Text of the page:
In the 50 years since he was born in New York City, Kohl has taught and done community organizing on educational issues in New York City, and moved to Berkeley for a brief stint on the UC faculty and a longer period as proprietor of an open high school there. Married to his wife and sometime co-author, Judy, for 25 years, Kohl has raised three children--two are in high school and one in college.
Kohl’s life, as he recounts it, is an unremitting sequence of intensity and burnout: the pressures of a controversy over control of a community school in New York followed by a year’s leave to recharge his batteries in Europe. Then Berkeley, followed by a year off in London to recover from the emotional toll of Berkeley politics.
He moved here in the late 1970s, partly just to get away but also because he has a sense that his day may yet come again, and that a backwater in Mendocino County may be a better staging area than some urban educational combat zone.
He is still very much a radical. Of grammar, for instance, he says: “Teaching it is not necessary. What’s more important, literacy, should come from spoken language. You should teach people to speak well and to write. In case you want to be a linguist, it’s OK to teach grammar, or if a person makes egregious mistakes. But in a formal way, it’s a waste of time.”
Basic rote skills like memorized multiplication and division may be irrelevant, Kohl still insists, because “most mathematicians use a pocket calculator.”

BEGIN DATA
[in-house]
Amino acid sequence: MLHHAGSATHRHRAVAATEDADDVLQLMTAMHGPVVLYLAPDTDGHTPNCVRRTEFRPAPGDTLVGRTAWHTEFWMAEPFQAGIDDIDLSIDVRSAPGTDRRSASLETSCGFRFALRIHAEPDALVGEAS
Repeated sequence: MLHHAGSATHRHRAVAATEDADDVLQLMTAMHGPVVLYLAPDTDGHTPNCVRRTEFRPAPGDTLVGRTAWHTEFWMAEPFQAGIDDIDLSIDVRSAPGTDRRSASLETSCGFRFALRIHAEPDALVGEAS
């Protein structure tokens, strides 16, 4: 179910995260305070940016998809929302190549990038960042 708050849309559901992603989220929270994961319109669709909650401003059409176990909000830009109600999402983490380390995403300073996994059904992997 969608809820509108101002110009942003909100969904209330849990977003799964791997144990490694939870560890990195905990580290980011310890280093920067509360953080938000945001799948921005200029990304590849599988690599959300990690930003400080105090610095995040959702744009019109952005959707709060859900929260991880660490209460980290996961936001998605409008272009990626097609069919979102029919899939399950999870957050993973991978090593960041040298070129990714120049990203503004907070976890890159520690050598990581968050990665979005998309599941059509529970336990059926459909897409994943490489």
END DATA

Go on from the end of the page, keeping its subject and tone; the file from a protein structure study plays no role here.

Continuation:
‘Simple, Automatic Stuff’
In all, he says, “what’s called basic skills is a bunch of very simple, automatic stuff that fills up too much time and plays no role in kids’ lives except in the context of school.”
Some people contend that the openness in education advocated by Kohl and his kindred spirits in the ‘60s and ‘70s is responsible for generally dreary levels of achievement in reading, writing and mathematics among today’s young people. To Kohl, there is an irony in that attack. The revolution, he says, was thwarted, blunted and derailed in its time and is now blamed for a failure it didn’t cause.
“The open education movement,” Kohl observed, “never affected more than 5% or 6% of the system. When people say (the perceived failure of education to teach fundamental skills) is the fault of openness and progressiveness, the point is it can’t be. If they had ever given us a chance to make massive and fundamental change, I would accept the blame if we had failed. But we never had the chance.”
Kohl may be ensconced in the redwoods of Mendocino County but within education and its political power structure, he still excites controversy.
Through a spokesman, Education Secretary Bennett refused to discuss Kohl, saying:
“If he (Kohl) ever was influential, it would be a decade or more ago, when goofiness in education was much more in vogue. He’s pretty much of a flake.”
But Chester Finn, Bennett’s assistant secretary for research and development--and the person generally acknowledged as the principal author of Bennett’s elementary education white paper--was more expansive.